This is the moment that the fans at Halsey’s nighttime set at the Outdoor Theater on Day 2 of Coachella have been waiting for. Under the natural lights of the desert sky, the clacks and booms of synth percussion fire in time with floating light rays and plumes of digital blue and magenta smoke drifting up massive LED screens and steel 3D contraptions. As the beat unfolds, the stage transforms into an alternate universe of explosive hues for the artist’s aptly-titled breakout song, “Colors.”
The residual light from the stage splashes on the faces of a small tribe of flower crowned Coachella princesses huddled near the soundboard. Mouthing each lyric, line for line, they look up in wonderment at the dazzling spectacle under the desert sky without ever really wondering how it got there. Or, more specifically, who put it there.
“We always make sure to capture the artist’s essence in every song and make it fit as naturally with the music as possible,” says Heather Shaw, founder of lighting and effects design firm Vita Motus, who spearheaded the creation of Halsey’s stage show. After months of planning and weeks of rehearsals with the artist, watching the effort of Shaw’s team come to life for one hour during each weekend has been a triumph. “We want to give people the full experience of what every song has the power to be,” Shaw says.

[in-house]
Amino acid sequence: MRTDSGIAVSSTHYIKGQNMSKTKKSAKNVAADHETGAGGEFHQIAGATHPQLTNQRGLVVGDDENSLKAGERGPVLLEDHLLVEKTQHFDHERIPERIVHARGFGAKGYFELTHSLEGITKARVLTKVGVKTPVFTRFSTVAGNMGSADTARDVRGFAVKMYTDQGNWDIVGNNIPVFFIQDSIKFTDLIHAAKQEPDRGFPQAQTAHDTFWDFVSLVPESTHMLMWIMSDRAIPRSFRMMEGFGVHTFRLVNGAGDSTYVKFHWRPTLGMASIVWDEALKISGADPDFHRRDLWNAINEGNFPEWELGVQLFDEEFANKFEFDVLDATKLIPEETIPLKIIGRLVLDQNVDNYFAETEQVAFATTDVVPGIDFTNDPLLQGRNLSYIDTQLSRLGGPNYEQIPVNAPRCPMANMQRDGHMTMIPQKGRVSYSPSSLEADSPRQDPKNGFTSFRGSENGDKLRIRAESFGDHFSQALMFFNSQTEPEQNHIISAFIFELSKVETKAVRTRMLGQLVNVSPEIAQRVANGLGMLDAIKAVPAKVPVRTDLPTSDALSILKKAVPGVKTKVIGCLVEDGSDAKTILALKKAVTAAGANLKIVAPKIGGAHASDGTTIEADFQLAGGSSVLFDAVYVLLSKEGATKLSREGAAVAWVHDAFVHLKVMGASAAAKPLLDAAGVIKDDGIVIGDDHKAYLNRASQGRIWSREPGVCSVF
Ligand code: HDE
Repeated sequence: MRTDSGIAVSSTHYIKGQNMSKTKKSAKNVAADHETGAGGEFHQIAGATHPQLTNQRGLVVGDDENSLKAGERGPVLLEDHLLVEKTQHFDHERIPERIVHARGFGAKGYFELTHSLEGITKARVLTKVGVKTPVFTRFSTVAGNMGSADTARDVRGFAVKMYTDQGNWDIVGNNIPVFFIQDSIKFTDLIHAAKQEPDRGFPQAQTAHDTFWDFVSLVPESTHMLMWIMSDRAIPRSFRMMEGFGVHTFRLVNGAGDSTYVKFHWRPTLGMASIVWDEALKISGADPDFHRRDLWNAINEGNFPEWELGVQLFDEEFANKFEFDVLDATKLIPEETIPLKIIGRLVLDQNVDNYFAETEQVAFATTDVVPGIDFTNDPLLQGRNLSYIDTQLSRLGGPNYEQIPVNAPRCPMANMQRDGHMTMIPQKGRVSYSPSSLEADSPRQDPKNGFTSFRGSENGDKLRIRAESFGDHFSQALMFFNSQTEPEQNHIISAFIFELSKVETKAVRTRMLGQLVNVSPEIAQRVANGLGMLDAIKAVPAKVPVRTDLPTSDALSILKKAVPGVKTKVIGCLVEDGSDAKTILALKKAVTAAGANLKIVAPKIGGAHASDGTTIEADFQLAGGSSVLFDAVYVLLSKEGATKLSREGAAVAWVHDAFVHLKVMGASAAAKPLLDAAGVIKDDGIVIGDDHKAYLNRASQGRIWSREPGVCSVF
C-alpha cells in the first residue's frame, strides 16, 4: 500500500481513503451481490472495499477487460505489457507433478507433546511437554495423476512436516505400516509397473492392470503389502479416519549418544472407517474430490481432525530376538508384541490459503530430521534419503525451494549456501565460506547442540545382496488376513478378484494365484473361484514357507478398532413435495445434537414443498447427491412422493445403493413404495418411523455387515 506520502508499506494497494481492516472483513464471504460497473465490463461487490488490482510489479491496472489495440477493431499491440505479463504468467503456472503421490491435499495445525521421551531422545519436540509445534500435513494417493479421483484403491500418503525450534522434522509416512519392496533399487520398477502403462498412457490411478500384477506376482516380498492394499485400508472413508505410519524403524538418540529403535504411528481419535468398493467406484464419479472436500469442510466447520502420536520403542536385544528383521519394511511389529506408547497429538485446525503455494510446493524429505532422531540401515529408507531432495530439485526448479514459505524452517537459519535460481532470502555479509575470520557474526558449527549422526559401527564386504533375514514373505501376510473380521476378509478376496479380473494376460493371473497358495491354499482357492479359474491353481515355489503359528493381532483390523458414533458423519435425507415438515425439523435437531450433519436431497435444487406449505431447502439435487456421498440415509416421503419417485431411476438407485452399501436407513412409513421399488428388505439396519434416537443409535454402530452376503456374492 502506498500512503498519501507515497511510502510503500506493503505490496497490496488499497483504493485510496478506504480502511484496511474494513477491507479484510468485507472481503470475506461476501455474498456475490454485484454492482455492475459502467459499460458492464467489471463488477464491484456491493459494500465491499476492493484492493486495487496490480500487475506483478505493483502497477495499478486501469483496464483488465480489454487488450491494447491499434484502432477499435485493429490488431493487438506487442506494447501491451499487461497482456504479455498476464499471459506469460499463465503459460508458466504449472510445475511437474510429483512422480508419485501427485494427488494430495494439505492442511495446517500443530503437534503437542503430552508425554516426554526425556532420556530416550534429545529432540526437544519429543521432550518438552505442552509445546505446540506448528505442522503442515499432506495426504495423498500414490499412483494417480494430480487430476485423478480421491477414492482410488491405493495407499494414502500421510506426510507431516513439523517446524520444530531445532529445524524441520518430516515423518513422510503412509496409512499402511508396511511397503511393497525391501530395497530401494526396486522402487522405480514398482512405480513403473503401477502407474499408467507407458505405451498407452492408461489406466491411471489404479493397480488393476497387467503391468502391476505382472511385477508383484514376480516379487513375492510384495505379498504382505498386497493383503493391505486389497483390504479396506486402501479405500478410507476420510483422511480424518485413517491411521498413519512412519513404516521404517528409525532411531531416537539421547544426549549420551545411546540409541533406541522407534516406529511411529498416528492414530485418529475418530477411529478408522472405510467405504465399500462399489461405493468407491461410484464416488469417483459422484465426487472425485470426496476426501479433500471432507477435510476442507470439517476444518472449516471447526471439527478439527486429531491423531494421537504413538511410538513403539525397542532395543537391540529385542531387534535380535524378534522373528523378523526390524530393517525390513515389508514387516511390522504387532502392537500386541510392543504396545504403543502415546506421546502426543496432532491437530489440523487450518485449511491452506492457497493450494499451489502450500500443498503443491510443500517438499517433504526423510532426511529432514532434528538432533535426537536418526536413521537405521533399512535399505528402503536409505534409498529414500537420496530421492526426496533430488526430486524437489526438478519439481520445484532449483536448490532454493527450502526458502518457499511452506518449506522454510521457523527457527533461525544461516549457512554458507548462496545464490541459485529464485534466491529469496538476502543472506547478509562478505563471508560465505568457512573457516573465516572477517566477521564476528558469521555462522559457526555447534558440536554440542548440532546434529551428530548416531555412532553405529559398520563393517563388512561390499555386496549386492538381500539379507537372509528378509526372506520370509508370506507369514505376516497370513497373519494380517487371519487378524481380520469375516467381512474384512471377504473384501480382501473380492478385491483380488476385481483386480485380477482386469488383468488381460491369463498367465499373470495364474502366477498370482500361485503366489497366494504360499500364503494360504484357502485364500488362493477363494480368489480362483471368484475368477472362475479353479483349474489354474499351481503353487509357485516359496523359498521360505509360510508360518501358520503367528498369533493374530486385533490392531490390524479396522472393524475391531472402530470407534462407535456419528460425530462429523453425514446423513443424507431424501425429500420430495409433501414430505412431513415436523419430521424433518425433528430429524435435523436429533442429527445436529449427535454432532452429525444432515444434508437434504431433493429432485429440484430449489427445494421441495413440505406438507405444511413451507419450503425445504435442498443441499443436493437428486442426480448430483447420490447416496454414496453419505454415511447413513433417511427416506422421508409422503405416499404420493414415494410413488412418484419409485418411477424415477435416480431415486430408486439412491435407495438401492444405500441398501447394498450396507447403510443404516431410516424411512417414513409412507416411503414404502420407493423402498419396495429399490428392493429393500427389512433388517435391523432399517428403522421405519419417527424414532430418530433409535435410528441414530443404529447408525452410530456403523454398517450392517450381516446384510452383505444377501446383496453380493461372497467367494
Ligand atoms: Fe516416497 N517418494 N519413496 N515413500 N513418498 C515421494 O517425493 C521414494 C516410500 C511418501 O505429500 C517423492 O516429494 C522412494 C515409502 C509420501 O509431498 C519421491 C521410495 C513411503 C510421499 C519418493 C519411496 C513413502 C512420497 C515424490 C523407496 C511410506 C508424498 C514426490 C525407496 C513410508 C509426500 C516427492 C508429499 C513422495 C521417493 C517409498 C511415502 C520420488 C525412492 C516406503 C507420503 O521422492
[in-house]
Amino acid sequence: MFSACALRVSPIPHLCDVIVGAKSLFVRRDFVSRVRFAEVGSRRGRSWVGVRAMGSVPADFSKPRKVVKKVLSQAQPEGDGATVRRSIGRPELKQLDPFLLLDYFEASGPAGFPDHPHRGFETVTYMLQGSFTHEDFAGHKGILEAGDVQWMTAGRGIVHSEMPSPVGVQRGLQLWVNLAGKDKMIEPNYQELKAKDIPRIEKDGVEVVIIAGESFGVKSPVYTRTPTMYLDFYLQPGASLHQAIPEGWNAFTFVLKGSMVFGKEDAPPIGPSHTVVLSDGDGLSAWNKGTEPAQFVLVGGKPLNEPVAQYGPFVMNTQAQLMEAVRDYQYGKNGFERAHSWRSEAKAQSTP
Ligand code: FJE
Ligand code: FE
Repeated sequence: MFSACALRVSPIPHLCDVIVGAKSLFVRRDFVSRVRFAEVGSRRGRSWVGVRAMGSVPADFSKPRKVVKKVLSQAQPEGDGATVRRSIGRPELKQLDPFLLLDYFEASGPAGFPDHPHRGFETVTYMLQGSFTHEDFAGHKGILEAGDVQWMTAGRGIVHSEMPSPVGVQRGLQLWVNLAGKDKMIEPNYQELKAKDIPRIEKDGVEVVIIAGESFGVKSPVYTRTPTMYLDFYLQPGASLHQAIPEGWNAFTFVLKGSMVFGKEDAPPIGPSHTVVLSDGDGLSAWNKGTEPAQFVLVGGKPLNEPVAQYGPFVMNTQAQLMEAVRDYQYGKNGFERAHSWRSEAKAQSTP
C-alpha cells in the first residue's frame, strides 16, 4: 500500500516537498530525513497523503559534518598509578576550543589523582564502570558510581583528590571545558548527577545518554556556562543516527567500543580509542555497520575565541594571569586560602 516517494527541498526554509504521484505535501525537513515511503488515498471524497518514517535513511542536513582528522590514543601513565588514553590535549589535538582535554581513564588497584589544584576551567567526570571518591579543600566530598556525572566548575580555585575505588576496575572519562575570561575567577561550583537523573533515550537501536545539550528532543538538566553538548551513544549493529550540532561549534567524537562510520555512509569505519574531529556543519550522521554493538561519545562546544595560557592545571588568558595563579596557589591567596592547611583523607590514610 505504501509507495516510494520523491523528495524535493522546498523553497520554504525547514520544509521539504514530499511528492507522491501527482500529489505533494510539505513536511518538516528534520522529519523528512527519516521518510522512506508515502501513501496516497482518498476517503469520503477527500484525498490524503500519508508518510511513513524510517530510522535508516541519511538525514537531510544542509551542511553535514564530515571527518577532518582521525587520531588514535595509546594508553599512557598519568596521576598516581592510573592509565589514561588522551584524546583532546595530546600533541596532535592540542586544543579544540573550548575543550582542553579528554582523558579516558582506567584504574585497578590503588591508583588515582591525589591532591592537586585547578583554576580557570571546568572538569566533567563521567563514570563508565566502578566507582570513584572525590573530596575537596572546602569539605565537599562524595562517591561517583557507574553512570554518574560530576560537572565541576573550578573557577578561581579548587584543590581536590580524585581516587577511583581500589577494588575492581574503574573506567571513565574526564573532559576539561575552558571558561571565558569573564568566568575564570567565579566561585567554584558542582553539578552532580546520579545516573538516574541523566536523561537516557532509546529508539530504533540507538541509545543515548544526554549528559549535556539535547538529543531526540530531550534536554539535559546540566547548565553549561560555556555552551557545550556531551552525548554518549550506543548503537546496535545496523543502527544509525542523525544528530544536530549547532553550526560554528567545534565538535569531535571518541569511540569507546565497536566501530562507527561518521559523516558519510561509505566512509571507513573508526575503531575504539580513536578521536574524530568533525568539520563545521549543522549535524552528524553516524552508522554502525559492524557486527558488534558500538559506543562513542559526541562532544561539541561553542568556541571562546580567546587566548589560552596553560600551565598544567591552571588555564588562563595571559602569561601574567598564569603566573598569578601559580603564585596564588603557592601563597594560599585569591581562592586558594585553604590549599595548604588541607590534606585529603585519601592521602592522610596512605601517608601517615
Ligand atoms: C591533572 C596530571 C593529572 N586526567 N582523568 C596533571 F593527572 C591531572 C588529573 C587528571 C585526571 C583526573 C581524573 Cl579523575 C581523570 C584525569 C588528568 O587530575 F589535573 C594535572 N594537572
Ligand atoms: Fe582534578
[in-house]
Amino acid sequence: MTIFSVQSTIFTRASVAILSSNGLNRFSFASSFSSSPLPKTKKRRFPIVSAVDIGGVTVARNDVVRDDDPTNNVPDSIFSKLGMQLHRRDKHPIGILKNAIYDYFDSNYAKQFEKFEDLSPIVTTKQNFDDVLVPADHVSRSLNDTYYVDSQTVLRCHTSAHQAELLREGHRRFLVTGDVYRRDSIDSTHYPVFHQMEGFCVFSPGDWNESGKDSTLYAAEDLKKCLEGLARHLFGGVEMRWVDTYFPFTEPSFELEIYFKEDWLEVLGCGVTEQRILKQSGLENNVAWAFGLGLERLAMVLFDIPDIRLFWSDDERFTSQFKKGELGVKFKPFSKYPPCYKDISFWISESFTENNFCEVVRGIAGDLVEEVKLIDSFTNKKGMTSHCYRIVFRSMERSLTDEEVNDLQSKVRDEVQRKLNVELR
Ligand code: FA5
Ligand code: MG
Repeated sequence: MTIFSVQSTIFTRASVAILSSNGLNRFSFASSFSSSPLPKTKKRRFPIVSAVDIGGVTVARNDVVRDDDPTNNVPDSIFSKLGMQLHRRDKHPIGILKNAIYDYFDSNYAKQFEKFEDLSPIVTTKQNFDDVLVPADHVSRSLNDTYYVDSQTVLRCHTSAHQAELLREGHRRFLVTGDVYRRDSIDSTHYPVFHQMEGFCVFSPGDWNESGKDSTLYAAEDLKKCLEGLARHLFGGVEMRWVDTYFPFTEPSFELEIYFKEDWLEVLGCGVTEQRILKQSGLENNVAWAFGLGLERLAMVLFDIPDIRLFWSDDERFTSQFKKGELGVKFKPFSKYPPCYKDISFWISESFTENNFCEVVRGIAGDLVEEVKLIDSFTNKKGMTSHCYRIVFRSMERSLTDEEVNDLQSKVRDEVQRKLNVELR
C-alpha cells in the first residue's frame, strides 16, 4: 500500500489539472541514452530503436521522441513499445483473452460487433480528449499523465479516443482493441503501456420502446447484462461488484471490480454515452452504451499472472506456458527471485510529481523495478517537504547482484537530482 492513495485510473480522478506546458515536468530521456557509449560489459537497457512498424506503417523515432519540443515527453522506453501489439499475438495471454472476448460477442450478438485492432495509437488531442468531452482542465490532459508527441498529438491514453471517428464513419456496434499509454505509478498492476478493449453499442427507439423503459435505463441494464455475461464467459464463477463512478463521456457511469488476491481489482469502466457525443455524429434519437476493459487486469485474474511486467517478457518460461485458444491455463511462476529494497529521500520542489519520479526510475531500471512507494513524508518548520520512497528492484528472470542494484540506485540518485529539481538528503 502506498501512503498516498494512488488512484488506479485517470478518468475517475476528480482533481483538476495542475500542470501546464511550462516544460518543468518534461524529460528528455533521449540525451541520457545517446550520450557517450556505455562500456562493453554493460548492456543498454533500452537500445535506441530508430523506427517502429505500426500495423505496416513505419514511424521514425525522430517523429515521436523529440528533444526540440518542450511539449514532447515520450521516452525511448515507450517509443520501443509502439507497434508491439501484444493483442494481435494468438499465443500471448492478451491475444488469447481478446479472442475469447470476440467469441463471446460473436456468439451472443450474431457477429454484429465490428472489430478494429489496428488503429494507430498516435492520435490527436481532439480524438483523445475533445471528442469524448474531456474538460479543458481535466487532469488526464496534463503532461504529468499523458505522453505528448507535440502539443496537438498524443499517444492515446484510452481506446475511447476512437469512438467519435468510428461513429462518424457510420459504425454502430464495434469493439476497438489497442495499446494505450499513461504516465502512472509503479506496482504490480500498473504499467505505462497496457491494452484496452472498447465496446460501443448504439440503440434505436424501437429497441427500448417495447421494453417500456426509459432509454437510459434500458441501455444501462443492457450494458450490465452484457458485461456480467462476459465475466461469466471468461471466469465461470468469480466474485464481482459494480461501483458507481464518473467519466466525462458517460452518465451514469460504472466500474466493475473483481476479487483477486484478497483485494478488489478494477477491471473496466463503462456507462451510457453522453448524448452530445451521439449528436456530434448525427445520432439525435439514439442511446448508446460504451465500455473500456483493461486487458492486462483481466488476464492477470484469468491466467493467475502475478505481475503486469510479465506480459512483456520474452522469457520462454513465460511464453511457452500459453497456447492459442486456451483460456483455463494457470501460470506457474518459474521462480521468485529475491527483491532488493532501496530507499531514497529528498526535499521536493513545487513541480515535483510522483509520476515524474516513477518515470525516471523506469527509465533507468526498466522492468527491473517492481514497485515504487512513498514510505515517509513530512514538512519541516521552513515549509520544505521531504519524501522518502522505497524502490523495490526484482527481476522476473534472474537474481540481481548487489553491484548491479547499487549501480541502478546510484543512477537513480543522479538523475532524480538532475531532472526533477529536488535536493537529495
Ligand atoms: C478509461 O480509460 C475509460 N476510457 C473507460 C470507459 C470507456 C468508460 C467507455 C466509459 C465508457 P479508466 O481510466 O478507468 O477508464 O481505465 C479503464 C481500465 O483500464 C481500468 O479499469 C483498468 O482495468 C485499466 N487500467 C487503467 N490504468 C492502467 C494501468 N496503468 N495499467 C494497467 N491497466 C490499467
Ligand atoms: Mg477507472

Lighting and visual experts of Coachella spend most of their time hidden in the shadows of their creations. And honestly, they wouldn’t have it any other way. But as Coachella finally prepares to turn out the lights for 2016, it’s worth talking about those who turned them on in the first place. Between six stages and over 160 artists who perform during both weekends, festival goers have seen the difference between an amazing lights and visuals experience and those that are just ho-hum. The difference of course is how much an artist is willing to plan and pay to give you something you’ll walk away remembering.